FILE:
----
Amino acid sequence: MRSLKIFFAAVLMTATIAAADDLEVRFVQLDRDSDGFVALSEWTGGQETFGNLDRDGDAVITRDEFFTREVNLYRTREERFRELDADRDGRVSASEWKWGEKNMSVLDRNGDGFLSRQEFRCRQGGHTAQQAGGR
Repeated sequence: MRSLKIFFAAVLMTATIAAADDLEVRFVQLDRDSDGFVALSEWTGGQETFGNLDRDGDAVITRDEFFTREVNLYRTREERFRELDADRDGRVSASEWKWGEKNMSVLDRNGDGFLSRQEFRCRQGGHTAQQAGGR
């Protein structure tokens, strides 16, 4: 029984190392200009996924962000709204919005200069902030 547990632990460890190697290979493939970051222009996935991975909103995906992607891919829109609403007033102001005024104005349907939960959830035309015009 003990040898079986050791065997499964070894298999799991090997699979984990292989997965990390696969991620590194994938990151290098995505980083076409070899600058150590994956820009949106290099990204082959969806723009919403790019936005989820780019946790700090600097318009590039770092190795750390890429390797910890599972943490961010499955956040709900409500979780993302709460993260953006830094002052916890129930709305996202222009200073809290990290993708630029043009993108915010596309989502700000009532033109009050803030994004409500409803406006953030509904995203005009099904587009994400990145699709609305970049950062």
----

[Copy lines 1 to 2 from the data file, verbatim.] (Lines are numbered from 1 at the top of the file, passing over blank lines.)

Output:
Amino acid sequence: MRSLKIFFAAVLMTATIAAADDLEVRFVQLDRDSDGFVALSEWTGGQETFGNLDRDGDAVITRDEFFTREVNLYRTREERFRELDADRDGRVSASEWKWGEKNMSVLDRNGDGFLSRQEFRCRQGGHTAQQAGGR
Repeated sequence: MRSLKIFFAAVLMTATIAAADDLEVRFVQLDRDSDGFVALSEWTGGQETFGNLDRDGDAVITRDEFFTREVNLYRTREERFRELDADRDGRVSASEWKWGEKNMSVLDRNGDGFLSRQEFRCRQGGHTAQQAGGR